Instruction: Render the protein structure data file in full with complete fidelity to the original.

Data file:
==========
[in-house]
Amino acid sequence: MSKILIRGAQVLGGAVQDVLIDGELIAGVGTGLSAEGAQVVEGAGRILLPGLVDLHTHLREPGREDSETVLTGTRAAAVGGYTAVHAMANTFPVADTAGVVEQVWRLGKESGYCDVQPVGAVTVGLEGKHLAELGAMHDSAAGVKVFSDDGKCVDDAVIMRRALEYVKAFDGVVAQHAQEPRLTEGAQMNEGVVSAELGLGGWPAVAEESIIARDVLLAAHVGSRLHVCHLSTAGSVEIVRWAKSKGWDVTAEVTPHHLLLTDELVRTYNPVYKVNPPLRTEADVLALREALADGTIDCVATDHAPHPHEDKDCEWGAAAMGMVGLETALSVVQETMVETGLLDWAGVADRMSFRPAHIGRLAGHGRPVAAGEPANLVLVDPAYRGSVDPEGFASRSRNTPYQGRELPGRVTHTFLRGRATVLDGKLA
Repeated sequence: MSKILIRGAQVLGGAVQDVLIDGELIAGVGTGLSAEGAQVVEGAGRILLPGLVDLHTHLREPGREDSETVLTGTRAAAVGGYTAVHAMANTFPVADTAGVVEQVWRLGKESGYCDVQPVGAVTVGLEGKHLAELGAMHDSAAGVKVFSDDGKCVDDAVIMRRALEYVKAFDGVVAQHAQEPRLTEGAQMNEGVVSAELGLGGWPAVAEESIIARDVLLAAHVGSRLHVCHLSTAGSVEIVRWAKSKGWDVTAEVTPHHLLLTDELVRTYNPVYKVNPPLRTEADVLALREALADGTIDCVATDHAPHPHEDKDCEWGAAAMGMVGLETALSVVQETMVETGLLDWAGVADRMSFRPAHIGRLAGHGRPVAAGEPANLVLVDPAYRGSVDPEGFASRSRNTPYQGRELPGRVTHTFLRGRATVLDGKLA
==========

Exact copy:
[in-house]
Amino acid sequence: MSKILIRGAQVLGGAVQDVLIDGELIAGVGTGLSAEGAQVVEGAGRILLPGLVDLHTHLREPGREDSETVLTGTRAAAVGGYTAVHAMANTFPVADTAGVVEQVWRLGKESGYCDVQPVGAVTVGLEGKHLAELGAMHDSAAGVKVFSDDGKCVDDAVIMRRALEYVKAFDGVVAQHAQEPRLTEGAQMNEGVVSAELGLGGWPAVAEESIIARDVLLAAHVGSRLHVCHLSTAGSVEIVRWAKSKGWDVTAEVTPHHLLLTDELVRTYNPVYKVNPPLRTEADVLALREALADGTIDCVATDHAPHPHEDKDCEWGAAAMGMVGLETALSVVQETMVETGLLDWAGVADRMSFRPAHIGRLAGHGRPVAAGEPANLVLVDPAYRGSVDPEGFASRSRNTPYQGRELPGRVTHTFLRGRATVLDGKLA
Repeated sequence: MSKILIRGAQVLGGAVQDVLIDGELIAGVGTGLSAEGAQVVEGAGRILLPGLVDLHTHLREPGREDSETVLTGTRAAAVGGYTAVHAMANTFPVADTAGVVEQVWRLGKESGYCDVQPVGAVTVGLEGKHLAELGAMHDSAAGVKVFSDDGKCVDDAVIMRRALEYVKAFDGVVAQHAQEPRLTEGAQMNEGVVSAELGLGGWPAVAEESIIARDVLLAAHVGSRLHVCHLSTAGSVEIVRWAKSKGWDVTAEVTPHHLLLTDELVRTYNPVYKVNPPLRTEADVLALREALADGTIDCVATDHAPHPHEDKDCEWGAAAMGMVGLETALSVVQETMVETGLLDWAGVADRMSFRPAHIGRLAGHGRPVAAGEPANLVLVDPAYRGSVDPEGFASRSRNTPYQGRELPGRVTHTFLRGRATVLDGKLA